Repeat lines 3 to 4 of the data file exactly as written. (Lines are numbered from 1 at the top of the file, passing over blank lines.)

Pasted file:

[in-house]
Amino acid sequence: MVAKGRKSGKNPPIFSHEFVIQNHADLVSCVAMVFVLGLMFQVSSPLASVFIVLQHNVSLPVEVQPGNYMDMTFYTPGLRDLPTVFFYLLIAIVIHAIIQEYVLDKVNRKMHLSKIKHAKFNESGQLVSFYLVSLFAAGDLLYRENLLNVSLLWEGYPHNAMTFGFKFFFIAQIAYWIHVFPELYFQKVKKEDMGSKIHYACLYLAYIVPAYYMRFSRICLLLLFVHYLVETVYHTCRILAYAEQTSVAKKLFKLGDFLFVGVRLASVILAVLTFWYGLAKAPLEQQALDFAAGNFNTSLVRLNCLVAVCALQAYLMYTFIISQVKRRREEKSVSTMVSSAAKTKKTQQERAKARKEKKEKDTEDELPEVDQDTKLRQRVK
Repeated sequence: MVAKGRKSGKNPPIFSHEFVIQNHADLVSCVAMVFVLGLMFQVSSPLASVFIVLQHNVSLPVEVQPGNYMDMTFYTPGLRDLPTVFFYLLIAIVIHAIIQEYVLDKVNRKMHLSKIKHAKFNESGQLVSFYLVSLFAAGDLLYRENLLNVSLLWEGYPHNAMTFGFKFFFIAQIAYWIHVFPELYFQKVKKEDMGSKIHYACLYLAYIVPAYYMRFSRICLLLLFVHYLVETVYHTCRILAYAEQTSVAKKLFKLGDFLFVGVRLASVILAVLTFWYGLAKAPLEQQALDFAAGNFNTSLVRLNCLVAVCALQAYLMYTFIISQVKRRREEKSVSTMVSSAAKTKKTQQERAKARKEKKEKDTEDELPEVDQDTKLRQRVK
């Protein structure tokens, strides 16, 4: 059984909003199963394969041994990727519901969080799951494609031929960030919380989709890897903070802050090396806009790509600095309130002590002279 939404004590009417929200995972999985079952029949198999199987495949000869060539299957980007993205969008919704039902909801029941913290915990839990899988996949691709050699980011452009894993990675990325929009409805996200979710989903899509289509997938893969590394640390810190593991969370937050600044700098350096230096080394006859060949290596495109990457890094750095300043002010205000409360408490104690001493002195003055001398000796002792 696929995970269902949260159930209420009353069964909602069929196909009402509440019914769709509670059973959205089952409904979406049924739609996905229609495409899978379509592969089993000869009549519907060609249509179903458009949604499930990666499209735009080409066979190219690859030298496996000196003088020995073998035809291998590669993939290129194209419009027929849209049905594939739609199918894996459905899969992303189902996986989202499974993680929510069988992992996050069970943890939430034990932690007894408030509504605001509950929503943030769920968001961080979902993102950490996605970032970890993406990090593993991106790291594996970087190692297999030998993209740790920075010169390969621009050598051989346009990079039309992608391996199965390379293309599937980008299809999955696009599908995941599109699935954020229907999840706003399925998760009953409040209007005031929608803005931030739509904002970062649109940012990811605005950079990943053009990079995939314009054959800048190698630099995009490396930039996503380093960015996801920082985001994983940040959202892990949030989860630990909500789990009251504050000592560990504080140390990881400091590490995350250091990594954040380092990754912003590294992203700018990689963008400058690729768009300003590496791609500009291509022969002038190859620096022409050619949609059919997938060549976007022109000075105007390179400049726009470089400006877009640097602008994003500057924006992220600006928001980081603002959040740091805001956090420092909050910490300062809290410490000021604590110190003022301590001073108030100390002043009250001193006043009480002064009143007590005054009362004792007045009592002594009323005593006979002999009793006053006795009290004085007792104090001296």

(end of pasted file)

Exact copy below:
Repeated sequence: MVAKGRKSGKNPPIFSHEFVIQNHADLVSCVAMVFVLGLMFQVSSPLASVFIVLQHNVSLPVEVQPGNYMDMTFYTPGLRDLPTVFFYLLIAIVIHAIIQEYVLDKVNRKMHLSKIKHAKFNESGQLVSFYLVSLFAAGDLLYRENLLNVSLLWEGYPHNAMTFGFKFFFIAQIAYWIHVFPELYFQKVKKEDMGSKIHYACLYLAYIVPAYYMRFSRICLLLLFVHYLVETVYHTCRILAYAEQTSVAKKLFKLGDFLFVGVRLASVILAVLTFWYGLAKAPLEQQALDFAAGNFNTSLVRLNCLVAVCALQAYLMYTFIISQVKRRREEKSVSTMVSSAAKTKKTQQERAKARKEKKEKDTEDELPEVDQDTKLRQRVK
């Protein structure tokens, strides 16, 4: 059984909003199963394969041994990727519901969080799951494609031929960030919380989709890897903070802050090396806009790509600095309130002590002279 939404004590009417929200995972999985079952029949198999199987495949000869060539299957980007993205969008919704039902909801029941913290915990839990899988996949691709050699980011452009894993990675990325929009409805996200979710989903899509289509997938893969590394640390810190593991969370937050600044700098350096230096080394006859060949290596495109990457890094750095300043002010205000409360408490104690001493002195003055001398000796002792 696929995970269902949260159930209420009353069964909602069929196909009402509440019914769709509670059973959205089952409904979406049924739609996905229609495409899978379509592969089993000869009549519907060609249509179903458009949604499930990666499209735009080409066979190219690859030298496996000196003088020995073998035809291998590669993939290129194209419009027929849209049905594939739609199918894996459905899969992303189902996986989202499974993680929510069988992992996050069970943890939430034990932690007894408030509504605001509950929503943030769920968001961080979902993102950490996605970032970890993406990090593993991106790291594996970087190692297999030998993209740790920075010169390969621009050598051989346009990079039309992608391996199965390379293309599937980008299809999955696009599908995941599109699935954020229907999840706003399925998760009953409040209007005031929608803005931030739509904002970062649109940012990811605005950079990943053009990079995939314009054959800048190698630099995009490396930039996503380093960015996801920082985001994983940040959202892990949030989860630990909500789990009251504050000592560990504080140390990881400091590490995350250091990594954040380092990754912003590294992203700018990689963008400058690729768009300003590496791609500009291509022969002038190859620096022409050619949609059919997938060549976007022109000075105007390179400049726009470089400006877009640097602008994003500057924006992220600006928001980081603002959040740091805001956090420092909050910490300062809290410490000021604590110190003022301590001073108030100390002043009250001193006043009480002064009143007590005054009362004792007045009592002594009323005593006979002999009793006053006795009290004085007792104090001296």